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Gamescom announces online-only festival in August, reversing hybrid event plan

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The crowd at Gamescom 2019 on opening day on Tuesday, August 20.

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Reversing a plan announced in March, Gamescom will no longer try to do a hybrid gaming expo this summer. Instead, it will focus on an online-only event at the end of August.

The fan-and-business trade show is the world’s biggest game-industry event — with 370,000 people attending the physical event in 2019 — but it had to switch to online-only in 2020 due to the pandemic. The event organizers floated the idea of a hybrid physical event where fans could come see games in person along with digital announcements. The hope was that the coronavirus would subside thanks to vaccinations and that people would want to recapture the excitement of an in-person event.

But today, the Association of the German Games Industry and Koelnmesse decided against that plan, based on responses from potential exhibitors and fans. They plan to hold the main part of the show from August 25 to August 29.

Gamescom Congress will once again take place Thursday, August 26, and Devcom will start off the events August 23. The main days of Gamescom will take place on August 26 and August 27. IGN will produce a show dubbed Awesome Indies. Opening Night Live, which Geoff Keighley produces, will still take place, but it will now be online-only as well. Gamescom was planning to start selling tickets in May.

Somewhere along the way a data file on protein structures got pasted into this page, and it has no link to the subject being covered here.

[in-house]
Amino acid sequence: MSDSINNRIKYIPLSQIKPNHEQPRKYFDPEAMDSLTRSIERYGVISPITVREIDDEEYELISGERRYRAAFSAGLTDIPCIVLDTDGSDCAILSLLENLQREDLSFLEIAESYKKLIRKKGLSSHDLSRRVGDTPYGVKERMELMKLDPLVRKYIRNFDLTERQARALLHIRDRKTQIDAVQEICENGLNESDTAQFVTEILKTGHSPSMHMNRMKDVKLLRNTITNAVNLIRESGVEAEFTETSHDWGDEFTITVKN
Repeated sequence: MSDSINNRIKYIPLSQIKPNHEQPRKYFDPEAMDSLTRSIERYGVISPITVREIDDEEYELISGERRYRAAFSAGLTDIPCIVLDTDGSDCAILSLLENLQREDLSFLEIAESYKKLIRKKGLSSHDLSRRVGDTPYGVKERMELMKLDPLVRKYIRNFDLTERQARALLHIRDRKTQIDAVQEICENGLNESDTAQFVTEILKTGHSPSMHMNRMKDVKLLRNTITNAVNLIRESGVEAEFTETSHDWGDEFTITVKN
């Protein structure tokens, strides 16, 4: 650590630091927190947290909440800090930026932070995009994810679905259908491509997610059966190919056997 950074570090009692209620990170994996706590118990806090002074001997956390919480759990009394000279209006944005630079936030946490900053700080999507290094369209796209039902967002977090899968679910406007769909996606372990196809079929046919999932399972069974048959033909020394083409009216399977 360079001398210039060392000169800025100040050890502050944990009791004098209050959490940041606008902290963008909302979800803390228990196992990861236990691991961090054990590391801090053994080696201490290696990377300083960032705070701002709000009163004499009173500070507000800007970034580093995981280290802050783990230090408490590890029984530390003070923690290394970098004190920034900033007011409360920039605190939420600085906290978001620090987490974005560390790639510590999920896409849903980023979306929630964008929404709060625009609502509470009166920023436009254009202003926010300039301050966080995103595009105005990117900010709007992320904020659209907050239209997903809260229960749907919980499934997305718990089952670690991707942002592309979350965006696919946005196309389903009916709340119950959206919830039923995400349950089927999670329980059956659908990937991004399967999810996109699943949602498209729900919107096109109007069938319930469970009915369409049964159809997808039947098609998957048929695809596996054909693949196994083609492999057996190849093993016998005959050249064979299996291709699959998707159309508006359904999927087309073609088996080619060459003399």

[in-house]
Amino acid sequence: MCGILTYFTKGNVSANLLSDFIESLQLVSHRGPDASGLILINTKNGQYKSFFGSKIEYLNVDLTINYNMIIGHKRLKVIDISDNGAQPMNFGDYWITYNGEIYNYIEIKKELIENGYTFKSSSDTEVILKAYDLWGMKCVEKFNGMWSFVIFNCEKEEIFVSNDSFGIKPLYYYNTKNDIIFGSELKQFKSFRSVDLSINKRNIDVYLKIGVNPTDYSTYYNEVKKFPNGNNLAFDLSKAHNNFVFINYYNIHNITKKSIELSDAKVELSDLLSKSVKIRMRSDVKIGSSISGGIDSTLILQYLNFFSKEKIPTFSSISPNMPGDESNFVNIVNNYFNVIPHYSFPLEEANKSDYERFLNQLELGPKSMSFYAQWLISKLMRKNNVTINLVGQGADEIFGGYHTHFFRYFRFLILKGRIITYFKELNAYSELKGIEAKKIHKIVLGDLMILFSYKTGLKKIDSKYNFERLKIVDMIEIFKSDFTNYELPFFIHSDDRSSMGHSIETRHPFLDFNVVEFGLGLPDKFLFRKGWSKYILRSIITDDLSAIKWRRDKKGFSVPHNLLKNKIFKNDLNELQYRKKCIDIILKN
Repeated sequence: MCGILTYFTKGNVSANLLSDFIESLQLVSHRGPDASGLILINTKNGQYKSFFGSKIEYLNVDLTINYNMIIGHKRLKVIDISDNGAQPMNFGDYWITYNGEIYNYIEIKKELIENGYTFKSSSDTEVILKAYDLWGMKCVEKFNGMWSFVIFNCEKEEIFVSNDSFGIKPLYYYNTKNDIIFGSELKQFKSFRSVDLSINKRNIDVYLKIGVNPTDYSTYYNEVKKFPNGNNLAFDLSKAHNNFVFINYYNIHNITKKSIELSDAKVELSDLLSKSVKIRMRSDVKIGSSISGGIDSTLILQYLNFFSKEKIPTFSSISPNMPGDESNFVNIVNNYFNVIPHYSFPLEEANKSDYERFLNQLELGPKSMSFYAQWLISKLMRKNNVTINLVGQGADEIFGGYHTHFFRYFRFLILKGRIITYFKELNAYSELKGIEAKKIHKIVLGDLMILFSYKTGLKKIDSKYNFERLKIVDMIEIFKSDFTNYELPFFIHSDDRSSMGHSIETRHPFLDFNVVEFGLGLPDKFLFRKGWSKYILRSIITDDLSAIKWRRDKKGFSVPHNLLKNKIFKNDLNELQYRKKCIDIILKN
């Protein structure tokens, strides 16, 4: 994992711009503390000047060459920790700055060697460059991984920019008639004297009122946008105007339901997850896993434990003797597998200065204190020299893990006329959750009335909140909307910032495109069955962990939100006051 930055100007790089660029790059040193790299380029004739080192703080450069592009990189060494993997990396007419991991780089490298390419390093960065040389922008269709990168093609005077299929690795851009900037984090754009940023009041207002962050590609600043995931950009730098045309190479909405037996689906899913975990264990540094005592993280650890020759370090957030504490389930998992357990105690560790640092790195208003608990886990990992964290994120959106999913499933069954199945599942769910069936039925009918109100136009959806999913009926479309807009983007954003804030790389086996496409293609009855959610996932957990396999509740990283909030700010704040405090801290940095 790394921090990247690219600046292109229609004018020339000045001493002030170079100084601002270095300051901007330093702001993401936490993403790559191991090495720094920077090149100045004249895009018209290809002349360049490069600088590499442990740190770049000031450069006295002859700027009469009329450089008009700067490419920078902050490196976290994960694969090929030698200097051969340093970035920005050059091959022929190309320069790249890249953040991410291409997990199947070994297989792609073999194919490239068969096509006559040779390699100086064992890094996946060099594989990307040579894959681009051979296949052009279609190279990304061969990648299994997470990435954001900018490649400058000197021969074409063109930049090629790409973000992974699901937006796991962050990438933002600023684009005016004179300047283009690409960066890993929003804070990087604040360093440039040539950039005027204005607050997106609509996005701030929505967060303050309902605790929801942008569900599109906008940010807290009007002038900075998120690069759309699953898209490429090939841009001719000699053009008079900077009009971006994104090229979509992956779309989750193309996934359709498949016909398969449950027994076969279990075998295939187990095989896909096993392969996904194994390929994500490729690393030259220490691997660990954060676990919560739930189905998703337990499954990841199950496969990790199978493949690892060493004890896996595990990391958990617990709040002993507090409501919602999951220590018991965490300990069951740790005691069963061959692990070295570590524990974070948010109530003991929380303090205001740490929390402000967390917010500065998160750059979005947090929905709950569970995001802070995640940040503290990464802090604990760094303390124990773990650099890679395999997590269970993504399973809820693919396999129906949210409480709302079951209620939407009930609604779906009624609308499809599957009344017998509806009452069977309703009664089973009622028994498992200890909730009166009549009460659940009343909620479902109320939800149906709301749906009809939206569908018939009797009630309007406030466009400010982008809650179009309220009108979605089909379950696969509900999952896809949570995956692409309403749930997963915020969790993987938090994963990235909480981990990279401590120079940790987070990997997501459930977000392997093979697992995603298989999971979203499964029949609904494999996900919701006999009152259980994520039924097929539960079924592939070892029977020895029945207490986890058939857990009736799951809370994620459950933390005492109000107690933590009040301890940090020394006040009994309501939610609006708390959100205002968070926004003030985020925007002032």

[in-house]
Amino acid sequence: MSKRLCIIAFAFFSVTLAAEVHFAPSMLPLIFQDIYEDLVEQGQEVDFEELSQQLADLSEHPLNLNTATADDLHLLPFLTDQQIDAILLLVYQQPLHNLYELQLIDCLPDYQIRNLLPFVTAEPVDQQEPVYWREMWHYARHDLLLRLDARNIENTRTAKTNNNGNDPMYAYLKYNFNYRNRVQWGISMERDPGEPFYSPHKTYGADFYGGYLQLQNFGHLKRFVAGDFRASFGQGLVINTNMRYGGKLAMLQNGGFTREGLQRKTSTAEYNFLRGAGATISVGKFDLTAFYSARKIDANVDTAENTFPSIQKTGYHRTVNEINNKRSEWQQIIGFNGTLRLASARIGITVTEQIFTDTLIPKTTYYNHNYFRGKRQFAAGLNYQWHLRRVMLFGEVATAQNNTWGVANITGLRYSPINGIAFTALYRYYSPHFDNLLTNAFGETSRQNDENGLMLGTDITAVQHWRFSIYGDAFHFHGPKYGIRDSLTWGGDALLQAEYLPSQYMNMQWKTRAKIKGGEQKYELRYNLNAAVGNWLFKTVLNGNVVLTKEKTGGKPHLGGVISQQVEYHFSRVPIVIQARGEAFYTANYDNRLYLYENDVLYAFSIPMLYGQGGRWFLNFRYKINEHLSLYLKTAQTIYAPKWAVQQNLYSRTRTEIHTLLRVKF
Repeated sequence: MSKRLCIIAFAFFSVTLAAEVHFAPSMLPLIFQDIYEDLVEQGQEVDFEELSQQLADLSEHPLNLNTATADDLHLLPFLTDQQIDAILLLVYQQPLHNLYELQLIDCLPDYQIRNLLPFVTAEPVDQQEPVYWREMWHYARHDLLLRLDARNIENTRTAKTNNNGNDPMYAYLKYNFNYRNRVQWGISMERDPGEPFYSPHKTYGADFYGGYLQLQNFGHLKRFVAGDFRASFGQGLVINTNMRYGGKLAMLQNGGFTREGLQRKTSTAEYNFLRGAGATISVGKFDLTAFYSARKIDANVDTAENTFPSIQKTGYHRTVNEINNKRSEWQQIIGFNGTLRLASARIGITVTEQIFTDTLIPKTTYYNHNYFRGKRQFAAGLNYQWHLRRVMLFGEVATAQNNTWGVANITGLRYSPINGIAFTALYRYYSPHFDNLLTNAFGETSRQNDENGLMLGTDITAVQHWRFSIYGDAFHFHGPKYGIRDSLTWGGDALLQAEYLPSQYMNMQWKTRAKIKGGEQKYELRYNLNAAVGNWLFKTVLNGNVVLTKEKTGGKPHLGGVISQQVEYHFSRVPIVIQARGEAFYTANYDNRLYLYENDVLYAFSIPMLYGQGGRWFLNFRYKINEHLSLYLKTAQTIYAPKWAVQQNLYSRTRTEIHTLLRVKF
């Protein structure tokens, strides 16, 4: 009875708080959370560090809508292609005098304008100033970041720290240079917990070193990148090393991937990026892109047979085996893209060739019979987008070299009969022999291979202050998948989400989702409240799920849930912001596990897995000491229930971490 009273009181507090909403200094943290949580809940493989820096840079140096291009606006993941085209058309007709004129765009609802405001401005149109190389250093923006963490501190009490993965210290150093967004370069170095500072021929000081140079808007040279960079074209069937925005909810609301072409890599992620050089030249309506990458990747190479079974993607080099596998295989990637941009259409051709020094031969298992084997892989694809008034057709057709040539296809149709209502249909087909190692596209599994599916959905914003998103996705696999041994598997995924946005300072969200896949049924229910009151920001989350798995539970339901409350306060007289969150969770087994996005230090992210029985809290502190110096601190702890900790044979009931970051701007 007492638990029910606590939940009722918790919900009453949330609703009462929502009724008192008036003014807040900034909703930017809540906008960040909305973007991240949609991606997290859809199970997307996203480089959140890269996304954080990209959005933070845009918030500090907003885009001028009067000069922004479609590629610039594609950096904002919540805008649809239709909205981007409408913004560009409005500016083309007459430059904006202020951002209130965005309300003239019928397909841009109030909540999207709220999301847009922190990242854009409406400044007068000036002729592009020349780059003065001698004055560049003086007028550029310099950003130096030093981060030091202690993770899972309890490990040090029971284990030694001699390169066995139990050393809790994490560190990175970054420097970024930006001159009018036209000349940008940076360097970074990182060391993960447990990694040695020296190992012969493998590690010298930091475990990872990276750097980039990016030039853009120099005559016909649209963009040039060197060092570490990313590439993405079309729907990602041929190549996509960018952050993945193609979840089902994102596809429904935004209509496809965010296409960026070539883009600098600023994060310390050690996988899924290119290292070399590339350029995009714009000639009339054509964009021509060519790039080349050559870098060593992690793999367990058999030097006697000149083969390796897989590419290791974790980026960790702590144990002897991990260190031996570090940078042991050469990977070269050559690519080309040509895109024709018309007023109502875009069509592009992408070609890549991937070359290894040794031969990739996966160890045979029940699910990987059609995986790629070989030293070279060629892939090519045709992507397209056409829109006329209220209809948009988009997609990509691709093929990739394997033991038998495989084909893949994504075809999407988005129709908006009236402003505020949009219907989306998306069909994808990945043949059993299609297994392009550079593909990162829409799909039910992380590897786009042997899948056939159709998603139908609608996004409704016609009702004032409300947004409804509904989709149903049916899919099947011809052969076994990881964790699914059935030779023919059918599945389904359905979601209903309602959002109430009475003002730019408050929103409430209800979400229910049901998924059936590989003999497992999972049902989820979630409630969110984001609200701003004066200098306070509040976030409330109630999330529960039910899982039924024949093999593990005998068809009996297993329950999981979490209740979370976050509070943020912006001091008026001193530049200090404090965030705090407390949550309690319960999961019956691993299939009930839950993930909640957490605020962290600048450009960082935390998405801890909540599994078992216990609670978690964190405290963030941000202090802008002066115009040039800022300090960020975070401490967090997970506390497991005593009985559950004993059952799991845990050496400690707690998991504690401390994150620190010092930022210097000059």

Above: The crowd at Gamescom 2019 on opening day. The show was online-only in 2020. It will be online-only again in 2021.

Image Credit: Dean Takahashi

“This decision was made after extensive discussions with partners and exhibitors,” the organizers said in a press release. “Thus, the organizers take into account the current situation, in which too many companies are unable to participate in physical events this year due to the still difficult development. In this way, they also meet the partners’ strong need for planning security. This means that Gamescom 2021 will be held exclusively digitally and free of charge for all Gamescom fans.”

Last year, Gamescom had more than 100 million video views over all formats and channels, more than 50 million unique viewers from 180 countries, and 370 partners from 44 countries. Oliver Frese, chief operating officer of Koelnmesse, said in a statement that Gamescom was coming too early for many companies in the industry, as it required so much advanced planning amid an uncertain environment. Companies need that planning reliability, he said.

Felix Falk, managing director of the German Games Industry Association, said in a statement that next year the groups will be able to implement more of the concepts they had in mind for a hybrid version of Gamescom. There will be business-to-business matchmaking events such as “indies meet investors and publishers” pitch events.

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Riot Games will launch Wild Rift esports tournament in late 2021

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Riot Games will launch Wild Rift esports tournament in late 2021

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Riot Games will launch the League of Legends: Wild Rift esports tournament in late 2021.

The company hopes to apply the lessons of a decade of League of Legends esports to the mobile game. Riot Games wants to build a similar community for Wild Rift. It made the announcement this morning on the eve of the League of Legends Mid-Season Invitational tournament.